Why the 1841 “surrender” is bogus.

SIX NATIONS — On Christmas Day, 1794, Superintendent General and Inspector General of Indian Affairs directed that there be specific regulations to be followed for the legal alienation of Indian Lands stating, “No lands are therefore to be purchased of the Indians, but by the Superintendent General and Inspector General of Indian Affairs, or in his absence, the Deputy Superintendent General or a person especially commissioned for that purpose by the Commander in Chief.”

It was also ordered that “All purchases are to be made in Public Council with great solemnity and ceremony, according to the ancient usage and customs of the Indians. The principal Chiefs and leading Men of the Nations to whom the land belongs, being first assembled.”

This practice was accepted and reaffirmed in 1812 when again it was declared that the legal alienation of land, which was referred to as the unanimous practice of the Iroquois Confederacy was to be adhered to “with great solemnity and ceremony.”

To make the transaction legal, 50 chiefs’ signatures of the Five Nations were to be affixed to the Deed of Conveyance along with a survey map outlining the area to be conveyed.

In 1829, Canada arbitrarily decided that Six Nations should not have the right to dispose of or sell their lands at all, but the Governor General recommend they lease instead, which was Joseph Brant’s original idea back in 1780’s and 90’s to create perpetual income for his people while retaining the land itself.

Nine days later, the Chiefs Council of Six Nations, expressed interest to a proposal to surrender land to be set aside from the rest of the Haldimand tract to become a centre where squatters residing on Indian land, could live and own their own land. That 807-acre site was surveyed and in 1830, became Brant’s Ford (Brantford).

A report from Deputy Warden Marcus Blair informed the government that Six Nations has decided it will not surrender any more of its land outside of a lease. Therefore making the outright purchase of Indian land virtually impossible stating that the better to lease the land from Six Nations than not having access to any of it.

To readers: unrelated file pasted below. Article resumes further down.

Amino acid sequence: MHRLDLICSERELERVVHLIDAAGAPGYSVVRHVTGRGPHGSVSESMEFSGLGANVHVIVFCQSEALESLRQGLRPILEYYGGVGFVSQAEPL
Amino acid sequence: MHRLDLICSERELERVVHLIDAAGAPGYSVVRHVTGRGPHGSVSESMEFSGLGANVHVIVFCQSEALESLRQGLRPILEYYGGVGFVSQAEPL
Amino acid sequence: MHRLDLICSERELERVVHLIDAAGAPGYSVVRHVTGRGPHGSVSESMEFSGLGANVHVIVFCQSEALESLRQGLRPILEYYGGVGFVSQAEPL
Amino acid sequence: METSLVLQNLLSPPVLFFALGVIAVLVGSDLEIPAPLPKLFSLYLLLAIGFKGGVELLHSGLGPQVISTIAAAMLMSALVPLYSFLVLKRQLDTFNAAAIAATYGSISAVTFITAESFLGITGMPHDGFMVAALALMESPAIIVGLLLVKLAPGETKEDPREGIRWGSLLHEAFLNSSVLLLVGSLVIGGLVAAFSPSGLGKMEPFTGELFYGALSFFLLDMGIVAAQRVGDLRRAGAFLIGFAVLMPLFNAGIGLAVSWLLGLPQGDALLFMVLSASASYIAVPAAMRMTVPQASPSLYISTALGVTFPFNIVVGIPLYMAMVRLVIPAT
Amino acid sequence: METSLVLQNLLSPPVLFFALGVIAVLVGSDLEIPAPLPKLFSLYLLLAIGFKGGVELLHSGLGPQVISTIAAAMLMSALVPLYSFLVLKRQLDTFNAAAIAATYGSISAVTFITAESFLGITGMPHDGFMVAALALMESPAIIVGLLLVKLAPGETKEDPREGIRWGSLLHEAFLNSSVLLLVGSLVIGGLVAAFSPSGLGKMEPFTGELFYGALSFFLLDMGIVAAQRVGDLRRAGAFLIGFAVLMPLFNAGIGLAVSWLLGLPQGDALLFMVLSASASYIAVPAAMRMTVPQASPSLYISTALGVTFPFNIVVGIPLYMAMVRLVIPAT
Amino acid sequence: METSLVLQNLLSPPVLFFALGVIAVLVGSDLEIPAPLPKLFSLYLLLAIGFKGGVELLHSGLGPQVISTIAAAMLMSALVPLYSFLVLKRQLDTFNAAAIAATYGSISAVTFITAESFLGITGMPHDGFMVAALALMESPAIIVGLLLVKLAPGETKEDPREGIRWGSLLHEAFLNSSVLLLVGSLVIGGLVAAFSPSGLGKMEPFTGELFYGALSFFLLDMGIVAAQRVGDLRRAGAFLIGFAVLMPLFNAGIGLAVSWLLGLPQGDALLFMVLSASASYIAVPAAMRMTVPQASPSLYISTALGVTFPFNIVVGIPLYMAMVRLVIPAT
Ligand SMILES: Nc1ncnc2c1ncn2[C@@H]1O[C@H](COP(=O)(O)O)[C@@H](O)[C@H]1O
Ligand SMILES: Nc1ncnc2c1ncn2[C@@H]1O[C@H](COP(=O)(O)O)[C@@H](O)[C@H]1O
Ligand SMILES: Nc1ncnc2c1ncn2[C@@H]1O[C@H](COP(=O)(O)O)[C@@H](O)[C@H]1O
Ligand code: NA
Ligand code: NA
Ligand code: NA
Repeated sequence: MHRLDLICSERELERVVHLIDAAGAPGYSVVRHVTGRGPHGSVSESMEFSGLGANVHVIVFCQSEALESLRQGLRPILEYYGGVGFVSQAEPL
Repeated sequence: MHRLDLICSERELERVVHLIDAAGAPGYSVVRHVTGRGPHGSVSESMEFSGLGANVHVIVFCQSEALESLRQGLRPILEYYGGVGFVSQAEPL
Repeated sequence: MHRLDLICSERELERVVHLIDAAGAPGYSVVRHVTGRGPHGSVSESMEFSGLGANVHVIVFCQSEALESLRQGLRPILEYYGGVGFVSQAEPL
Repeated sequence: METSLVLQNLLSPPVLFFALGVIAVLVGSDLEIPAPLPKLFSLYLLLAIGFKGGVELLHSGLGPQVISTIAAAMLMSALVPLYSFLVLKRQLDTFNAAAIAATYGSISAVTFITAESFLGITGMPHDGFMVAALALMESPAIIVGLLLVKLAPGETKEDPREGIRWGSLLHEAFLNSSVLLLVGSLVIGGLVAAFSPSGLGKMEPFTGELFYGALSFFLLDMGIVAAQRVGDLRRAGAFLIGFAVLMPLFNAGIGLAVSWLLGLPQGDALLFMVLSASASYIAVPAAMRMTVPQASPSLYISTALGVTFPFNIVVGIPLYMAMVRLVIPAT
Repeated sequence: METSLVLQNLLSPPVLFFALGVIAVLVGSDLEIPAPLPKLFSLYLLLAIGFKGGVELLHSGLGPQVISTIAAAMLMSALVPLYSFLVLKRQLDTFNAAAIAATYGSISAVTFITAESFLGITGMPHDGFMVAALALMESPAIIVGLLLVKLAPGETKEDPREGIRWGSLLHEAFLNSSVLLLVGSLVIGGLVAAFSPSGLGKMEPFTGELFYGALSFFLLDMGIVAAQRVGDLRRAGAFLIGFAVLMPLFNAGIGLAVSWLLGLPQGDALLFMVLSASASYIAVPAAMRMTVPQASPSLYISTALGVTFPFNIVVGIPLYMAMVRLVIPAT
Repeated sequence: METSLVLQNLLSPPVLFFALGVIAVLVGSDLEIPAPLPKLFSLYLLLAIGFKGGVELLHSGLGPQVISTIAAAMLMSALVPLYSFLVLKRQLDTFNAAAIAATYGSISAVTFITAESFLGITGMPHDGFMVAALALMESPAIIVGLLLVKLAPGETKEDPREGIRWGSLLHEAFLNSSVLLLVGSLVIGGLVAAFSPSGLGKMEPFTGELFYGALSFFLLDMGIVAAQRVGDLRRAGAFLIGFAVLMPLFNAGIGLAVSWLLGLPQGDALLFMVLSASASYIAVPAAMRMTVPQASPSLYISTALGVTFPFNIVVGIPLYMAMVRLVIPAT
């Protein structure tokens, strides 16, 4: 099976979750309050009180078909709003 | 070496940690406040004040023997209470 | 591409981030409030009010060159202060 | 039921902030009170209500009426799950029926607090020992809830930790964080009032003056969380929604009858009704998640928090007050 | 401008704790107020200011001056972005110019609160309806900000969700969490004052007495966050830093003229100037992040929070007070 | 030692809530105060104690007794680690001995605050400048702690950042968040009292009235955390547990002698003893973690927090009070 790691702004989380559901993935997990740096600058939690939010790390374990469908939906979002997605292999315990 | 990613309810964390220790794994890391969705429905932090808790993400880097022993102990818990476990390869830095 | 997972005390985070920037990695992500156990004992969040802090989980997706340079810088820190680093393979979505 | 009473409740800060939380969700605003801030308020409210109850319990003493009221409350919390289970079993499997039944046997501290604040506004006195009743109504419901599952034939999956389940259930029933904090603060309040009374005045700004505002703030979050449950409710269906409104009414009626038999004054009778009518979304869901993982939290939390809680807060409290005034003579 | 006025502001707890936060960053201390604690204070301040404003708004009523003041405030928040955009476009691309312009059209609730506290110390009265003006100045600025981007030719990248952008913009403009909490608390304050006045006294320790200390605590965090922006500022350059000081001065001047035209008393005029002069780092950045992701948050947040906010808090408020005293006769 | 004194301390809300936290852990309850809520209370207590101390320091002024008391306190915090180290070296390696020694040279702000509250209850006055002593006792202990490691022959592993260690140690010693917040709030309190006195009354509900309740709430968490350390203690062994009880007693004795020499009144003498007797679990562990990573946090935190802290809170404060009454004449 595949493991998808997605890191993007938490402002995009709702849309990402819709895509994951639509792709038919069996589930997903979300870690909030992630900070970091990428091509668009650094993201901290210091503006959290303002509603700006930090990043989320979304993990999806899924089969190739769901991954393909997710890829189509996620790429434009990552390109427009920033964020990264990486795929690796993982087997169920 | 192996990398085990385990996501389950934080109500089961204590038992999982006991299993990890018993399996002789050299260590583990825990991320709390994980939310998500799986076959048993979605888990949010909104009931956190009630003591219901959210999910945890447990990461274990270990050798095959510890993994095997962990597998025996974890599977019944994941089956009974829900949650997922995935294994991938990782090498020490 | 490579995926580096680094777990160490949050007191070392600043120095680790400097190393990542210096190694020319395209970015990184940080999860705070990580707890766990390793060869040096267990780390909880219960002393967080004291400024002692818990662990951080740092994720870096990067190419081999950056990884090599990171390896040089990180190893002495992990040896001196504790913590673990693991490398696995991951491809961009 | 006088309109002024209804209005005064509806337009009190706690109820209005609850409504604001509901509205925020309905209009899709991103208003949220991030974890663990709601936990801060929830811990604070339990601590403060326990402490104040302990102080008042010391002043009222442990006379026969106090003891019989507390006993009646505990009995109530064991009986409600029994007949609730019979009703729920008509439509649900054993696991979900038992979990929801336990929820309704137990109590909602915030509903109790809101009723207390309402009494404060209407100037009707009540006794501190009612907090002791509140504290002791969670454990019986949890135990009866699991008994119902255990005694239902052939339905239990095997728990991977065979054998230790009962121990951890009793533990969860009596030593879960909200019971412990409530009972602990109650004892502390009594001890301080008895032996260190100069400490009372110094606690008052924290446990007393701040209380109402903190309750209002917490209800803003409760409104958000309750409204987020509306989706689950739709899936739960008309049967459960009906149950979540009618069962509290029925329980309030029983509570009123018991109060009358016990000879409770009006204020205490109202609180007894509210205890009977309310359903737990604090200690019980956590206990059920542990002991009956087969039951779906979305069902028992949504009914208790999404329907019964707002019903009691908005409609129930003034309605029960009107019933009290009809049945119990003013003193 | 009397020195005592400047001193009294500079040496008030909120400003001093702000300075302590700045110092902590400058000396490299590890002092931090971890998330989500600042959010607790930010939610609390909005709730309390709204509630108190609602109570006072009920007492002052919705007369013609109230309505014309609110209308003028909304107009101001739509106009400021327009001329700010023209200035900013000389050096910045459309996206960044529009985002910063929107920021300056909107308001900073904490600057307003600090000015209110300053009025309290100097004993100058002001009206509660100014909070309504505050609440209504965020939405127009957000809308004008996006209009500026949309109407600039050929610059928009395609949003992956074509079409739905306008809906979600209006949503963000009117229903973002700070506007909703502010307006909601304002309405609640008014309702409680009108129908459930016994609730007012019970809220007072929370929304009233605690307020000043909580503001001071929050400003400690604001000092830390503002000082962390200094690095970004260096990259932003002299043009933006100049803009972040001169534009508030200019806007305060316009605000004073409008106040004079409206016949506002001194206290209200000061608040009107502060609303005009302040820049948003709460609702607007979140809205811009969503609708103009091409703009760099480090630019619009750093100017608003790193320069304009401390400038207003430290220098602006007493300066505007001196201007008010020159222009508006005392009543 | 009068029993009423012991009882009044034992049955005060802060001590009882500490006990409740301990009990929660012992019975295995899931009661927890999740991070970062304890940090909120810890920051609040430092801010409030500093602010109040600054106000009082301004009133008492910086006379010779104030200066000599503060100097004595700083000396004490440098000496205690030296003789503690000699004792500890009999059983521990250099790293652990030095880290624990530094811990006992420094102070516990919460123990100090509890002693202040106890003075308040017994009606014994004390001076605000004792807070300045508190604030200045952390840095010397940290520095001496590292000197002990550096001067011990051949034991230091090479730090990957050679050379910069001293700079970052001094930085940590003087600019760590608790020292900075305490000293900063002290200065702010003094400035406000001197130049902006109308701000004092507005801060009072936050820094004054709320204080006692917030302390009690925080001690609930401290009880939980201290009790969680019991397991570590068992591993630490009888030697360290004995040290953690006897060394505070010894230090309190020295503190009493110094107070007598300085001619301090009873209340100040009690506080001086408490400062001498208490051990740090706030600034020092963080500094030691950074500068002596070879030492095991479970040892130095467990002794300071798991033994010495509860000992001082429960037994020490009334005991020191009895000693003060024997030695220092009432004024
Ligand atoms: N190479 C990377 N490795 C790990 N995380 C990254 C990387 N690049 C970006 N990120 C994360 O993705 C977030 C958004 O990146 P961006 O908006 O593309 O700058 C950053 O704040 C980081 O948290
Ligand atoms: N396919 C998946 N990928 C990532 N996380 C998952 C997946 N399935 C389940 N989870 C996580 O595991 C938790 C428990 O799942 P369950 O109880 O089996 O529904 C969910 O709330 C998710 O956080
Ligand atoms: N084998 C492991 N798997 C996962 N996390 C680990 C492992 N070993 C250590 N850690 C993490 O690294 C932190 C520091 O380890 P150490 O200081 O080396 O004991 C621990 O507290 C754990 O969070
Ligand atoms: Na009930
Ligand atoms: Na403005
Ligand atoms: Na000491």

When Six Nations began pressuring newly appointed Lieutenant-Governor Sir Francis Bond-Head, who arrived from England knowing nothing of agreements and treaties made it these strange people, was put under pressure by Six Nations to fulfill promises made by Sir Isaac Brock, and General Darling and others to remove all squatters from their land.

The Chiefs were advised by Sir John Colborne in 1838, that they should surrender more land around what is now Lorne Bridge to accommodate those settlers and squatters he promised Six Nations he was going to aggressively remove from Six Nations land, which did not happen despite an act of parliament passed to remove squatters from Six Nations Haldimand Tract land, not yet sold.

On one hand, John W. Gwynne was instructed in 1840 to endorse this order, but at the same time, Government Trustee of Indian lands William Hepburn was actively promoting settlement of non-surrendered land with a future promise that they would get first right of refusal “when” these lands become available. Other speculator/politicians were doing the same for great personal gain.

Seeing he may be missing out on the gravel train, Samuel Jarvis, now Superintendent of Indian Affairs, recommends to the Chiefs that they consolidate in one or two places to more safely evict the squatters or offer leases and to make the governance of Six Nations easier.

That leads us up to the so-called, 1841 surrender of all of the Haldimand Tract in exchange for a few acres near the Tuscarora Village along the Grand River, across the river from the 1784 Mohawk Village established by Joseph Brant’s Mohawks and others about 2,500 in total following the American Revolution.

Part 2 Next Week – Why the 1841 surrender is bogus

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